The Vjosa is the second largest river basin (approximately 6 808 km2) in Albania and one of the longest transboundary rivers in the Balkan area. The Vjosa catchment is shared among many cities, such as Erseke, Permet, Gjirokaster, Tepelene, Mallakaster, Fier, and Vlore. Because the waterway has not been subjected to large damming or channeling schemes, it is considered one of the rare remaining natural flow regimes in Europe, giving the Vjosa not only national, but also international importance.
FAO has now started a new project for the effective and improved management of Vjosa Valley’s natural resources, which will support farmers and authorities through sustainable development in the green economy and help achieve the Sustainable Development Goal (SDG) 15 (life on land) and 13 (climate action). The project is financed by the SDG Acceleration Fund with contributions by the Government of Norway and contributes to FAO’s region-wide umbrella programme on managing natural resources sustainably, under a changing climate.
New approaches for the management of natural resources will be introduced with a strong focus on sustainable land use, improved soil fertility, and combating land and soil pollution and degradation. This will allow farmers, extension services, and institutions to better cope with the climate change impact on agriculture and disaster events.
To support agro-tourism and sustainable production and consumption in target areas, traditional local, organic, and geographical indications products will be identified and promoted through Climate-smart agriculture and Integrated Pest Management interventions, depending on the pandemic situation in Albania.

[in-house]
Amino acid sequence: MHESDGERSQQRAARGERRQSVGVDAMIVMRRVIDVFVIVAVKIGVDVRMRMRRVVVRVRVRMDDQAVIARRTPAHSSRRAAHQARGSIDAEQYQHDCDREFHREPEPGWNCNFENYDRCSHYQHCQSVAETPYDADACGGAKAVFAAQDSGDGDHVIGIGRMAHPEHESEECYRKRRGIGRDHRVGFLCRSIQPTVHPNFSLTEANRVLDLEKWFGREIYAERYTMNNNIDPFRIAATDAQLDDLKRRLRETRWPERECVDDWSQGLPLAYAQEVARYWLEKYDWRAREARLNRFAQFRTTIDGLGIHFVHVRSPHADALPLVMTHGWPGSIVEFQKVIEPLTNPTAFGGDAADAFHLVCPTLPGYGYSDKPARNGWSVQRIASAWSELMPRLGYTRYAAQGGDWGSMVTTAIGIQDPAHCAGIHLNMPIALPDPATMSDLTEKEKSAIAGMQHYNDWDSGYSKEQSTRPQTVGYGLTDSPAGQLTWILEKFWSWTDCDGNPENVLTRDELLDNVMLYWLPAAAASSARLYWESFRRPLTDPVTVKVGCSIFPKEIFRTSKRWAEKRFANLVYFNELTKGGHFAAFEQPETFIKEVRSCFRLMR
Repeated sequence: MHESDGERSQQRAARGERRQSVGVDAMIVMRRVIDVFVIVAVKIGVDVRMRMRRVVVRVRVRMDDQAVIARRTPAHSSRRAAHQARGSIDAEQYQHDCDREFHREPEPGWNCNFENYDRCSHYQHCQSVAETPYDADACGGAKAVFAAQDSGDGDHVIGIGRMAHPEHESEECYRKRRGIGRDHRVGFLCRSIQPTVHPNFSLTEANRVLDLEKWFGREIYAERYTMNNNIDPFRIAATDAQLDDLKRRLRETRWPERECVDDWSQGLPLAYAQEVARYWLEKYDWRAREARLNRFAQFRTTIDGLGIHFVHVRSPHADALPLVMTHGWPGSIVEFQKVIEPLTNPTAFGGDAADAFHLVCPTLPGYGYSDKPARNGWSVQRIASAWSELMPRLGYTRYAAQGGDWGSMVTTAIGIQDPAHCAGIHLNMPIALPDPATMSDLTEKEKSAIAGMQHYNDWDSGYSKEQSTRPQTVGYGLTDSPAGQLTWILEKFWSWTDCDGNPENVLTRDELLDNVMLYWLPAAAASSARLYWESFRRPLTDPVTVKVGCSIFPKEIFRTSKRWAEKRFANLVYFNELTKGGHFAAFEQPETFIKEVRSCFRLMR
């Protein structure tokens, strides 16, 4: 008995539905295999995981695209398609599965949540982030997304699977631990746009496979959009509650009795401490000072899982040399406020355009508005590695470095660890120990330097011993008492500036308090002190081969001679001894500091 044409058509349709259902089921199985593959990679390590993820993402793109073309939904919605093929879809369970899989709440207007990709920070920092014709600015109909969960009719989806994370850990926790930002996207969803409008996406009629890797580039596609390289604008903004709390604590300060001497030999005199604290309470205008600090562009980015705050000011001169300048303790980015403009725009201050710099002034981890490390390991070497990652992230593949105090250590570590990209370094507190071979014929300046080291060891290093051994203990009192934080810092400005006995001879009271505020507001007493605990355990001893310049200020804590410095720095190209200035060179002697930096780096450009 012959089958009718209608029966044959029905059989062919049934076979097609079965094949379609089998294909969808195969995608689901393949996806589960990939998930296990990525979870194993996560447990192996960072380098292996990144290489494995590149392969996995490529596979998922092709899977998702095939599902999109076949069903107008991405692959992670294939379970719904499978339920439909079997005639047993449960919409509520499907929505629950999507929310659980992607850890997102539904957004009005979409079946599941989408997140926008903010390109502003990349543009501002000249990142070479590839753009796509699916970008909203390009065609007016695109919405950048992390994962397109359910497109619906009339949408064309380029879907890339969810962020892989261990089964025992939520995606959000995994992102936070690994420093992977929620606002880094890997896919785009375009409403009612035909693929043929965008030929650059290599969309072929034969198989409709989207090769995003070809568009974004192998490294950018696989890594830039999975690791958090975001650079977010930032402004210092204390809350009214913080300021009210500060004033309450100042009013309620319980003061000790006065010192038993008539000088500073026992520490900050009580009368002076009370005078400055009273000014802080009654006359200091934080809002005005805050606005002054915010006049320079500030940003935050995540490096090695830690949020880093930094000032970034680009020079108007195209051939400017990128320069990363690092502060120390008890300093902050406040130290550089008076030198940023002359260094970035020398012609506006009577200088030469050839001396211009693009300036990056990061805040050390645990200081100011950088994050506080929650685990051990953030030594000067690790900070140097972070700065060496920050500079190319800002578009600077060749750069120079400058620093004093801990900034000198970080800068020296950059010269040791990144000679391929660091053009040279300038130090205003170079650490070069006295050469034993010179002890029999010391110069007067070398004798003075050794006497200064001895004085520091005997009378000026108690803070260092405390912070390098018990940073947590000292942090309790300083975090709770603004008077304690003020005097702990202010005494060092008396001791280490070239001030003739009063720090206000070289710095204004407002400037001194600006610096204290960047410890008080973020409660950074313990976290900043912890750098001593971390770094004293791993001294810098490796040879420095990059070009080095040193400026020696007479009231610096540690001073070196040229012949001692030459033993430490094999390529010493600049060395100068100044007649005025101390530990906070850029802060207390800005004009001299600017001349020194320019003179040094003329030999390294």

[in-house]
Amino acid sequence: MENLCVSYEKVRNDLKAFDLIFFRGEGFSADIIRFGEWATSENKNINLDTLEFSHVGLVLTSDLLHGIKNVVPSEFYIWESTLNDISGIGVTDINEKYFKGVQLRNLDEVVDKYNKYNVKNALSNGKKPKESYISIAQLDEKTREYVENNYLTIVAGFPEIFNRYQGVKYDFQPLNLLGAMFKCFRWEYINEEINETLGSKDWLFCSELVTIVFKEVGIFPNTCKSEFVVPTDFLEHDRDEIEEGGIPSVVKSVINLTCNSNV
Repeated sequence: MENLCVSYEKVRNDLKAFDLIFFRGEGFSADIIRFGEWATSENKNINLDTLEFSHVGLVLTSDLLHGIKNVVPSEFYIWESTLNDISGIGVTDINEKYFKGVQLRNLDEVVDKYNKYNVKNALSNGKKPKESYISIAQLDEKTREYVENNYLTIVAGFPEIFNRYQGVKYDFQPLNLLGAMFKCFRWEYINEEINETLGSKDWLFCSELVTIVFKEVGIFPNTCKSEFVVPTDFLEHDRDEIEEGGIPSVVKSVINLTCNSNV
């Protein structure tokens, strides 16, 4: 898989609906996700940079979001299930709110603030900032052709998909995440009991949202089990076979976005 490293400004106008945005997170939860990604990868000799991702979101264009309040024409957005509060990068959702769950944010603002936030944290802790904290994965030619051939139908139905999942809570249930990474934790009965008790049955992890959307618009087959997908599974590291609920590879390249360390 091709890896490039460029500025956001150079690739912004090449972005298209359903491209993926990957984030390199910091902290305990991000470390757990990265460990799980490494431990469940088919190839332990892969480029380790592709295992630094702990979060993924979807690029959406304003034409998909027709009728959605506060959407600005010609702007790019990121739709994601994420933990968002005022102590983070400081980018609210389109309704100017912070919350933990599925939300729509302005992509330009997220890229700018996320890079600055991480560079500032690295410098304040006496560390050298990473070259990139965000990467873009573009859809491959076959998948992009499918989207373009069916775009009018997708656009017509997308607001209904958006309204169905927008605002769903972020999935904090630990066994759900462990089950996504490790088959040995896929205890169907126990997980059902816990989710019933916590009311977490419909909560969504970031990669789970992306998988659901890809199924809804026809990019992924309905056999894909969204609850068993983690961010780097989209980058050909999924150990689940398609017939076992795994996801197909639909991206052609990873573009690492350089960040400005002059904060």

“Besides the above-mentioned activities, FAO will also collaborate with other United Nations agencies, under the lead of the United Nations Development Programme,” said Raimund Jehle, FAO Representative in Albania. “These will support environment and climate friendly initiatives in agrobiodiversity and rural tourism in Vjosa Valley-Zagori, among others, through knowledge sharing with similar successful initiatives implemented from other areas of Albania.”
The project will contribute to the implementation of Albania’s national strategy for the sustainable development of tourism 2019–2023, where Vjosa Valley-Zagori is one of the priority areas. It will also enhance the “Integrated Rural Development Program – 100 Village Program,” which coordinates multisectoral developmental interventions in 100 selected villages with a high potential development for socio-economic, rural, and agro-tourism, the environment and nature, as well as cultural heritage.